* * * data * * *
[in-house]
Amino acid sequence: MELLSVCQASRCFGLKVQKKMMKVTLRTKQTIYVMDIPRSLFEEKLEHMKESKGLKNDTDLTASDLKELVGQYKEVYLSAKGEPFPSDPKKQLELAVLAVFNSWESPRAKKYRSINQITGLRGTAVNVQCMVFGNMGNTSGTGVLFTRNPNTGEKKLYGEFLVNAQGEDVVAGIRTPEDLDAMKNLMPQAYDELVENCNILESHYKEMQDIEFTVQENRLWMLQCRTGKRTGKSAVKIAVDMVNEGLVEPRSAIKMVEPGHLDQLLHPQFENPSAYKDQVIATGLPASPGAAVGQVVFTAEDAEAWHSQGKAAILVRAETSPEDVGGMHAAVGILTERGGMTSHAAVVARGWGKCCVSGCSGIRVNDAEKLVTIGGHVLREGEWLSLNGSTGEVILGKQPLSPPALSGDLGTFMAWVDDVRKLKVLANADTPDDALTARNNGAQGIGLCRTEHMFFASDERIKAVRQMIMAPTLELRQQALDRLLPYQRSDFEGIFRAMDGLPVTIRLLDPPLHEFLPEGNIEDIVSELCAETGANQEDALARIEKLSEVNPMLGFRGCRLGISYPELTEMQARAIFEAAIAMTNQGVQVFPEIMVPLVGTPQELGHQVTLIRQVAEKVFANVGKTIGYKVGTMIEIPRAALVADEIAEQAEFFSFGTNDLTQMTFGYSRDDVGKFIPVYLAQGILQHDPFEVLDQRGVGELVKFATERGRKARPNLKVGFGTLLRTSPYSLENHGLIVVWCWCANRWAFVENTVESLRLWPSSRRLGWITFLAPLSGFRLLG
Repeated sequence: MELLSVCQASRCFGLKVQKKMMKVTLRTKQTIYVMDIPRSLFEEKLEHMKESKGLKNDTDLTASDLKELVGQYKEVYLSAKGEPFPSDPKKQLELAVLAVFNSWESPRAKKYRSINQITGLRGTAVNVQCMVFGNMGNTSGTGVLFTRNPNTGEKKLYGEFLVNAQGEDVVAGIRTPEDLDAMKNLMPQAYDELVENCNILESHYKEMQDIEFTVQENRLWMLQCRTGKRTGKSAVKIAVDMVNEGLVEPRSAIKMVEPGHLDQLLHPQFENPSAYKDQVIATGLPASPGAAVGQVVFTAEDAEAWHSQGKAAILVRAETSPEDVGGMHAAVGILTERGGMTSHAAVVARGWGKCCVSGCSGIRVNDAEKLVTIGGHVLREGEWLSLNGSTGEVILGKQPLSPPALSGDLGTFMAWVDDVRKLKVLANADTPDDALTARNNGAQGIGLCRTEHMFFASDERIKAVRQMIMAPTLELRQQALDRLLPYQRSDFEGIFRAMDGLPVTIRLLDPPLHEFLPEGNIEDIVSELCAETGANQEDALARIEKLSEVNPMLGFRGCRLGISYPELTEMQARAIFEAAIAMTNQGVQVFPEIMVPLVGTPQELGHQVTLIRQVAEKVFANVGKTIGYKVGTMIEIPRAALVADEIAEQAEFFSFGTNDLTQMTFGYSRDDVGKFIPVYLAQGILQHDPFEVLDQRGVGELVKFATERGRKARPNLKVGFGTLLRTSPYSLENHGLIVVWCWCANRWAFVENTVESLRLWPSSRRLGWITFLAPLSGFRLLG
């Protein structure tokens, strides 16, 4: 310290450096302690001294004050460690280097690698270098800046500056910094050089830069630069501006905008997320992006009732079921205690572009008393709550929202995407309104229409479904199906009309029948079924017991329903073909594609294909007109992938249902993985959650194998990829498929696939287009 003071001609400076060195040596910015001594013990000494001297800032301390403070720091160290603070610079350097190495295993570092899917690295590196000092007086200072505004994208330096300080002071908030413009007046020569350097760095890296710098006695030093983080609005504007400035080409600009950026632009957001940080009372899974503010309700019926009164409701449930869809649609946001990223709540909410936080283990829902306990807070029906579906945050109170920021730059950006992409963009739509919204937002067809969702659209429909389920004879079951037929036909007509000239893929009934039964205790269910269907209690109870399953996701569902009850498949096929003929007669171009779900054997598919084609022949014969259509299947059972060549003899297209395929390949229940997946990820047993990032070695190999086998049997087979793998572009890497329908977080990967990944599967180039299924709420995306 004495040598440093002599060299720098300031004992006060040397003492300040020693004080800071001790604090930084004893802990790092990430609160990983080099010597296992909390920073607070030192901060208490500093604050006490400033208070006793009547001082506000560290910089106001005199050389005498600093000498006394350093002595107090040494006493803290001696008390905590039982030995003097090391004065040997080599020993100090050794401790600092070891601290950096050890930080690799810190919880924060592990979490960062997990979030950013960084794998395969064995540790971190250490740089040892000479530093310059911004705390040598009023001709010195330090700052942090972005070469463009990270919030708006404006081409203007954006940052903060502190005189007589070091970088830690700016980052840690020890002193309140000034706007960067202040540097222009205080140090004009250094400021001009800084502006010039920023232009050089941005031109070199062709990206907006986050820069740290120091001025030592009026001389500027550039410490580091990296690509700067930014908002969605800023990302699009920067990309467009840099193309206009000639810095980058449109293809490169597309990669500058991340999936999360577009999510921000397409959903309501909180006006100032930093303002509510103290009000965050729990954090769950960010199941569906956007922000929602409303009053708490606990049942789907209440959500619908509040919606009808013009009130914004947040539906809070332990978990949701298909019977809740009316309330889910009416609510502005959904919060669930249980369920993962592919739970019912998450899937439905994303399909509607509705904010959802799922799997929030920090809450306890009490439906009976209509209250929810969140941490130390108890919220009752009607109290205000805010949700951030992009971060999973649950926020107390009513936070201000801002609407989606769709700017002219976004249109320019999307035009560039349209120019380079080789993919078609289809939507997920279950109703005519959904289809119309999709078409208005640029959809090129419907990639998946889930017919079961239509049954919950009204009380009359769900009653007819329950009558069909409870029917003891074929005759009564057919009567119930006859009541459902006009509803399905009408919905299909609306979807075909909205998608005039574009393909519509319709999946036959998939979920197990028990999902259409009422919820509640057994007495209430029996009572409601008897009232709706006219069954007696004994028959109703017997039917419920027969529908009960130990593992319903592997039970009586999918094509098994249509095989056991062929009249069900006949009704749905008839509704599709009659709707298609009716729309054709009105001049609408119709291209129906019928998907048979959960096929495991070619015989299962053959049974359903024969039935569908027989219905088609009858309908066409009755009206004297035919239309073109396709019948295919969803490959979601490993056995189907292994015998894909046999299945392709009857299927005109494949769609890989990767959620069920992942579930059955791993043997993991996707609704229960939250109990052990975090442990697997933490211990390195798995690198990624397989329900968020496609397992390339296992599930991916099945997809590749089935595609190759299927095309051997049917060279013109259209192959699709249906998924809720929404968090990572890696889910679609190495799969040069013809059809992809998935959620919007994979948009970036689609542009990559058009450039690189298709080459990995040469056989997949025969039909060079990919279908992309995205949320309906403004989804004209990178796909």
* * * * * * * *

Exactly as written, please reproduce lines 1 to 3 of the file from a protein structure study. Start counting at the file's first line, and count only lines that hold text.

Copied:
[in-house]
Amino acid sequence: MELLSVCQASRCFGLKVQKKMMKVTLRTKQTIYVMDIPRSLFEEKLEHMKESKGLKNDTDLTASDLKELVGQYKEVYLSAKGEPFPSDPKKQLELAVLAVFNSWESPRAKKYRSINQITGLRGTAVNVQCMVFGNMGNTSGTGVLFTRNPNTGEKKLYGEFLVNAQGEDVVAGIRTPEDLDAMKNLMPQAYDELVENCNILESHYKEMQDIEFTVQENRLWMLQCRTGKRTGKSAVKIAVDMVNEGLVEPRSAIKMVEPGHLDQLLHPQFENPSAYKDQVIATGLPASPGAAVGQVVFTAEDAEAWHSQGKAAILVRAETSPEDVGGMHAAVGILTERGGMTSHAAVVARGWGKCCVSGCSGIRVNDAEKLVTIGGHVLREGEWLSLNGSTGEVILGKQPLSPPALSGDLGTFMAWVDDVRKLKVLANADTPDDALTARNNGAQGIGLCRTEHMFFASDERIKAVRQMIMAPTLELRQQALDRLLPYQRSDFEGIFRAMDGLPVTIRLLDPPLHEFLPEGNIEDIVSELCAETGANQEDALARIEKLSEVNPMLGFRGCRLGISYPELTEMQARAIFEAAIAMTNQGVQVFPEIMVPLVGTPQELGHQVTLIRQVAEKVFANVGKTIGYKVGTMIEIPRAALVADEIAEQAEFFSFGTNDLTQMTFGYSRDDVGKFIPVYLAQGILQHDPFEVLDQRGVGELVKFATERGRKARPNLKVGFGTLLRTSPYSLENHGLIVVWCWCANRWAFVENTVESLRLWPSSRRLGWITFLAPLSGFRLLG
Repeated sequence: MELLSVCQASRCFGLKVQKKMMKVTLRTKQTIYVMDIPRSLFEEKLEHMKESKGLKNDTDLTASDLKELVGQYKEVYLSAKGEPFPSDPKKQLELAVLAVFNSWESPRAKKYRSINQITGLRGTAVNVQCMVFGNMGNTSGTGVLFTRNPNTGEKKLYGEFLVNAQGEDVVAGIRTPEDLDAMKNLMPQAYDELVENCNILESHYKEMQDIEFTVQENRLWMLQCRTGKRTGKSAVKIAVDMVNEGLVEPRSAIKMVEPGHLDQLLHPQFENPSAYKDQVIATGLPASPGAAVGQVVFTAEDAEAWHSQGKAAILVRAETSPEDVGGMHAAVGILTERGGMTSHAAVVARGWGKCCVSGCSGIRVNDAEKLVTIGGHVLREGEWLSLNGSTGEVILGKQPLSPPALSGDLGTFMAWVDDVRKLKVLANADTPDDALTARNNGAQGIGLCRTEHMFFASDERIKAVRQMIMAPTLELRQQALDRLLPYQRSDFEGIFRAMDGLPVTIRLLDPPLHEFLPEGNIEDIVSELCAETGANQEDALARIEKLSEVNPMLGFRGCRLGISYPELTEMQARAIFEAAIAMTNQGVQVFPEIMVPLVGTPQELGHQVTLIRQVAEKVFANVGKTIGYKVGTMIEIPRAALVADEIAEQAEFFSFGTNDLTQMTFGYSRDDVGKFIPVYLAQGILQHDPFEVLDQRGVGELVKFATERGRKARPNLKVGFGTLLRTSPYSLENHGLIVVWCWCANRWAFVENTVESLRLWPSSRRLGWITFLAPLSGFRLLG